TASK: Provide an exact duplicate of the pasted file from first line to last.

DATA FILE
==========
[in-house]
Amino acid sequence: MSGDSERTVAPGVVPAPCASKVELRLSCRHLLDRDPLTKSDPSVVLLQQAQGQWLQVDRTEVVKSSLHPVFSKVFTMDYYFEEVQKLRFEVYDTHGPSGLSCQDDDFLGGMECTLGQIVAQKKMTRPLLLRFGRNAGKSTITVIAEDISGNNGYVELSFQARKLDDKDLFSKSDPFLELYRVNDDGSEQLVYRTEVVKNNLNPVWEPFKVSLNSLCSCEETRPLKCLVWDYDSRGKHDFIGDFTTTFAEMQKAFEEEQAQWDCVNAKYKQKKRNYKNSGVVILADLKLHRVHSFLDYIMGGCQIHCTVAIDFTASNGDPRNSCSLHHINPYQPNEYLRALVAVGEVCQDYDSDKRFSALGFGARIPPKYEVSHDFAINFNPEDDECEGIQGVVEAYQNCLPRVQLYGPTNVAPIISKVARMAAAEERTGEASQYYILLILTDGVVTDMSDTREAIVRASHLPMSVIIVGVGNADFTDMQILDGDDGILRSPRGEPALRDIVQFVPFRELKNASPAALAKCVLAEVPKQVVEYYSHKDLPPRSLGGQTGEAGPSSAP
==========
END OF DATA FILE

[in-house]
Amino acid sequence: MSGDSERTVAPGVVPAPCASKVELRLSCRHLLDRDPLTKSDPSVVLLQQAQGQWLQVDRTEVVKSSLHPVFSKVFTMDYYFEEVQKLRFEVYDTHGPSGLSCQDDDFLGGMECTLGQIVAQKKMTRPLLLRFGRNAGKSTITVIAEDISGNNGYVELSFQARKLDDKDLFSKSDPFLELYRVNDDGSEQLVYRTEVVKNNLNPVWEPFKVSLNSLCSCEETRPLKCLVWDYDSRGKHDFIGDFTTTFAEMQKAFEEEQAQWDCVNAKYKQKKRNYKNSGVVILADLKLHRVHSFLDYIMGGCQIHCTVAIDFTASNGDPRNSCSLHHINPYQPNEYLRALVAVGEVCQDYDSDKRFSALGFGARIPPKYEVSHDFAINFNPEDDECEGIQGVVEAYQNCLPRVQLYGPTNVAPIISKVARMAAAEERTGEASQYYILLILTDGVVTDMSDTREAIVRASHLPMSVIIVGVGNADFTDMQILDGDDGILRSPRGEPALRDIVQFVPFRELKNASPAALAKCVLAEVPKQVVEYYSHKDLPPRSLGGQTGEAGPSSAP